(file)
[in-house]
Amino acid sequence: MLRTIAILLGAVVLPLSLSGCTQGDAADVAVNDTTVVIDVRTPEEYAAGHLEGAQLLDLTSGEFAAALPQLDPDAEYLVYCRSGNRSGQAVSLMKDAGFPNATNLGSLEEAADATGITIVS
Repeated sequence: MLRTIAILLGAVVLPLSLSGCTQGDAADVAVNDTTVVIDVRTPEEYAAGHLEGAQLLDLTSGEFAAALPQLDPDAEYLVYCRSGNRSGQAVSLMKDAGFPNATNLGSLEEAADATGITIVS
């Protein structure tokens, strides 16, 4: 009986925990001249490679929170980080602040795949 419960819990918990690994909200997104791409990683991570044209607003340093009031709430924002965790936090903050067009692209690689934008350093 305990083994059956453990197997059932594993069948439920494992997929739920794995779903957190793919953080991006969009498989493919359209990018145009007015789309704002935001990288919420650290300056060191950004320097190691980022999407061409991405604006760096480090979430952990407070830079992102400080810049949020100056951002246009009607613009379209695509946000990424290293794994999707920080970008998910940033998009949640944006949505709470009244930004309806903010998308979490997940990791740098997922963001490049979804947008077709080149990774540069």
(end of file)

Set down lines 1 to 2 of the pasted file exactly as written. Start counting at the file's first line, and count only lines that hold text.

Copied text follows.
[in-house]
Amino acid sequence: MLRTIAILLGAVVLPLSLSGCTQGDAADVAVNDTTVVIDVRTPEEYAAGHLEGAQLLDLTSGEFAAALPQLDPDAEYLVYCRSGNRSGQAVSLMKDAGFPNATNLGSLEEAADATGITIVS